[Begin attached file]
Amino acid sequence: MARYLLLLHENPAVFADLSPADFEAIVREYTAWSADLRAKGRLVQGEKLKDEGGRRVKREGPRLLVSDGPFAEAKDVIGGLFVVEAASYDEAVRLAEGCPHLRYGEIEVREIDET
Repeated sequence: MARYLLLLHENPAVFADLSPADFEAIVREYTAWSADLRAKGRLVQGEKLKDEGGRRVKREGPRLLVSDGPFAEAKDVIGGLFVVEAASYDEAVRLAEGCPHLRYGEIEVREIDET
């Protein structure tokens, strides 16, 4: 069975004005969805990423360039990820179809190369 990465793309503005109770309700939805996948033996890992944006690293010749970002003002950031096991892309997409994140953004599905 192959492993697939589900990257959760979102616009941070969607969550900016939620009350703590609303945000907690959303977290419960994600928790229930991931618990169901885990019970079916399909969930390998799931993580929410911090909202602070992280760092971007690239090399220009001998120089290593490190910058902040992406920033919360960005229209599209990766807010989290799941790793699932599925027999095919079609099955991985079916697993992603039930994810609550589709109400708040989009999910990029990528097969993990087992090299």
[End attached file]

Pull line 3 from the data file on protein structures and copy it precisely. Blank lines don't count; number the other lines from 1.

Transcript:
């Protein structure tokens, strides 16, 4: 069975004005969805990423360039990820179809190369 990465793309503005109770309700939805996948033996890992944006690293010749970002003002950031096991892309997409994140953004599905 192959492993697939589900990257959760979102616009941070969607969550900016939620009350703590609303945000907690959303977290419960994600928790229930991931618990169901885990019970079916399909969930390998799931993580929410911090909202602070992280760092971007690239090399220009001998120089290593490190910058902040992406920033919360960005229209599209990766807010989290799941790793699932599925027999095919079609099955991985079916697993992603039930994810609550589709109400708040989009999910990029990528097969993990087992090299």